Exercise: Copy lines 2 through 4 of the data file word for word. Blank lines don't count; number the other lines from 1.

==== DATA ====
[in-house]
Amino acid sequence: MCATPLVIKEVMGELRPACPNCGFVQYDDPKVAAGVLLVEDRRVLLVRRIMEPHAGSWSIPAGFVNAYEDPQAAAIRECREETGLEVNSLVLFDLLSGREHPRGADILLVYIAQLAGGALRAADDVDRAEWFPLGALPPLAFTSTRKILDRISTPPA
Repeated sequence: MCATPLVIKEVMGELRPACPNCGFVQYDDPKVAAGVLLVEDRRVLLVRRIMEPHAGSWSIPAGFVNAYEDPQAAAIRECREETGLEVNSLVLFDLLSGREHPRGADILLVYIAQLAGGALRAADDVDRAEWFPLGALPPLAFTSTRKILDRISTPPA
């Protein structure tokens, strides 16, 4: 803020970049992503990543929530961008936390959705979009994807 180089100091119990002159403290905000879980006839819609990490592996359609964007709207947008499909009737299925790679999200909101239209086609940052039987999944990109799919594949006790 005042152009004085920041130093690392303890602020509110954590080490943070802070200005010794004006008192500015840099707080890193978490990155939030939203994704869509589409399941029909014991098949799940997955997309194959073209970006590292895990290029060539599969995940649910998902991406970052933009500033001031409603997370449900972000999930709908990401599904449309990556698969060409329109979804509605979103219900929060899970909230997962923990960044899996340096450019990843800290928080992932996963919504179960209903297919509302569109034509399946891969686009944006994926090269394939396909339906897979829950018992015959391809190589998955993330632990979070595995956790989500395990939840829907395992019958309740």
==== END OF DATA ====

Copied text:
Amino acid sequence: MCATPLVIKEVMGELRPACPNCGFVQYDDPKVAAGVLLVEDRRVLLVRRIMEPHAGSWSIPAGFVNAYEDPQAAAIRECREETGLEVNSLVLFDLLSGREHPRGADILLVYIAQLAGGALRAADDVDRAEWFPLGALPPLAFTSTRKILDRISTPPA
Repeated sequence: MCATPLVIKEVMGELRPACPNCGFVQYDDPKVAAGVLLVEDRRVLLVRRIMEPHAGSWSIPAGFVNAYEDPQAAAIRECREETGLEVNSLVLFDLLSGREHPRGADILLVYIAQLAGGALRAADDVDRAEWFPLGALPPLAFTSTRKILDRISTPPA
């Protein structure tokens, strides 16, 4: 803020970049992503990543929530961008936390959705979009994807 180089100091119990002159403290905000879980006839819609990490592996359609964007709207947008499909009737299925790679999200909101239209086609940052039987999944990109799919594949006790 005042152009004085920041130093690392303890602020509110954590080490943070802070200005010794004006008192500015840099707080890193978490990155939030939203994704869509589409399941029909014991098949799940997955997309194959073209970006590292895990290029060539599969995940649910998902991406970052933009500033001031409603997370449900972000999930709908990401599904449309990556698969060409329109979804509605979103219900929060899970909230997962923990960044899996340096450019990843800290928080992932996963919504179960209903297919509302569109034509399946891969686009944006994926090269394939396909339906897979829950018992015959391809190589998955993330632990979070595995956790989500395990939840829907395992019958309740």